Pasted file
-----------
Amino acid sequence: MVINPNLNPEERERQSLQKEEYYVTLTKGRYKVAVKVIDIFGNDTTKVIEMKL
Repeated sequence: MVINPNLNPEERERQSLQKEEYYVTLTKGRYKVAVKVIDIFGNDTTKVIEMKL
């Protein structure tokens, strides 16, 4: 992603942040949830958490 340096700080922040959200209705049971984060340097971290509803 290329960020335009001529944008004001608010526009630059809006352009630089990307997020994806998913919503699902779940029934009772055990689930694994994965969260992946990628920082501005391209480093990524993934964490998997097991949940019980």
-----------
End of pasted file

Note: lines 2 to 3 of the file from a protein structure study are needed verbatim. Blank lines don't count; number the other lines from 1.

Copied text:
Repeated sequence: MVINPNLNPEERERQSLQKEEYYVTLTKGRYKVAVKVIDIFGNDTTKVIEMKL
């Protein structure tokens, strides 16, 4: 992603942040949830958490 340096700080922040959200209705049971984060340097971290509803 290329960020335009001529944008004001608010526009630059809006352009630089990307997020994806998913919503699902779940029934009772055990689930694994994965969260992946990628920082501005391209480093990524993934964490998997097991949940019980």